Surface noise

All the stuff, guff and superfuzzb/gmuff from the wonderful world of music

THE SUNBURN. THE PAPER Cups. the men in kills and little else . . . it had to be T in the Park. It was a relatively peaceful weekend. aSide from Noel and Liam ending up noses to nose with James from Starsailor in what the Daily Record might call a sensational fracas'. It wasn't quite as rock’n'roll as reported. althOugh stories of handbags being removed from shOulders and primed for a swipe remain unconfirmed. Only the excitable din of Biffy Clyro awoke us from Our early afternoon sunbathe. but other things we can confirm are that Badly Drai-rn Boy does actually look like a Airedale terrier in the flesh. the Beta Band are. in fact. gods and that No Doubt are still rubbish. All good fun.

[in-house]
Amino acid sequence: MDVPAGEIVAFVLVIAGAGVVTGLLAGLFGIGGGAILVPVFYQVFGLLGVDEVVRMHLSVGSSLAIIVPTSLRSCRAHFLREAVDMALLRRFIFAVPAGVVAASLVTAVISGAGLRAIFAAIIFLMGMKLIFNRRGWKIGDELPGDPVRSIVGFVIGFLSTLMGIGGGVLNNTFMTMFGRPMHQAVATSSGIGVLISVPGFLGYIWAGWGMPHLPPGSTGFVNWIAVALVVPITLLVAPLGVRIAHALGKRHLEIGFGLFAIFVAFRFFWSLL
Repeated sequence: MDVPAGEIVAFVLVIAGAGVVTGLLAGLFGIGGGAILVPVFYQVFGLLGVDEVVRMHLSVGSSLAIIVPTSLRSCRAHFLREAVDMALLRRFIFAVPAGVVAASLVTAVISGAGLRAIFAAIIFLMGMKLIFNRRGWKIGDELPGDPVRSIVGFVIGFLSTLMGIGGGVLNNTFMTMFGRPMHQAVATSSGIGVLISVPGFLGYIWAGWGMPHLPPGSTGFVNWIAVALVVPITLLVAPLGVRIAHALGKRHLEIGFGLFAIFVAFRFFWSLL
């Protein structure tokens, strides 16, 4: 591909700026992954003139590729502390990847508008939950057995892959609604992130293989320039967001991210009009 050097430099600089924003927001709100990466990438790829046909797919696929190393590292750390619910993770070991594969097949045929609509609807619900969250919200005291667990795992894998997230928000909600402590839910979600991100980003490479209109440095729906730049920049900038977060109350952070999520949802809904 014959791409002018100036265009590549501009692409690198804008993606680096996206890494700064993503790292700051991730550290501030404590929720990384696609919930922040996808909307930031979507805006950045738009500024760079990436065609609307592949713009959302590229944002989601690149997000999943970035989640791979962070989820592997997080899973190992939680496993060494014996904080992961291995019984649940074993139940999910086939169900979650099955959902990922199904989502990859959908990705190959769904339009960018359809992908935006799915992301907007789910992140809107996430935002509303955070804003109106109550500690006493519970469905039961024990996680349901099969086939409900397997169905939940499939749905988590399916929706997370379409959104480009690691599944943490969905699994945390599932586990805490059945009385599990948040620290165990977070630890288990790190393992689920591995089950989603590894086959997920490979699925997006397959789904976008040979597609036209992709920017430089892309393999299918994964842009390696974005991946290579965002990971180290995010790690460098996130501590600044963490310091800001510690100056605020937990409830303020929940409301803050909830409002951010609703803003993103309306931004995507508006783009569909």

AND WHILE WE’RE ON THE festy subject, in case you hadn’t noticed, we’ve got a lovely 16-page Gig on the Green supplement with this issue giving you the inside story on all the acts at Glasgow Green this August. Enjoy.

to use my phone. We were way out in the middle of nowhere but it was great fun.’ The album certainly has that relaxed, middle-of-nowhere

business is promoters and PR people and stuff like that, so it’s nice that luck comes into it sometimes.’ (Doug Johnstone)


or the last ten days I have F found myself visiting family

overseas in Ontario, Canada, in a small town called Chatham. Even though I'm having a good time I should point out that this town is not exactly a hive of cultural activity. This fact was typified by the experience of witnessing live the Practically Hip, a Tragically Hip covers band.

Anyone who has had the misfortune to hear the Tragically Hip would be at pains to wonder why anyone would wish to emulate them. This was certainly something that I asked myself. But people were enjoying it so what do I know? A question that others regularly ask me incidentally. On hearing of this someone pointed out that the Tragically Hip were in fact Canada's Runrig and that every country has one. ie a band only

The man from Mogwai gets in a radio daze while finding Canada’s answer to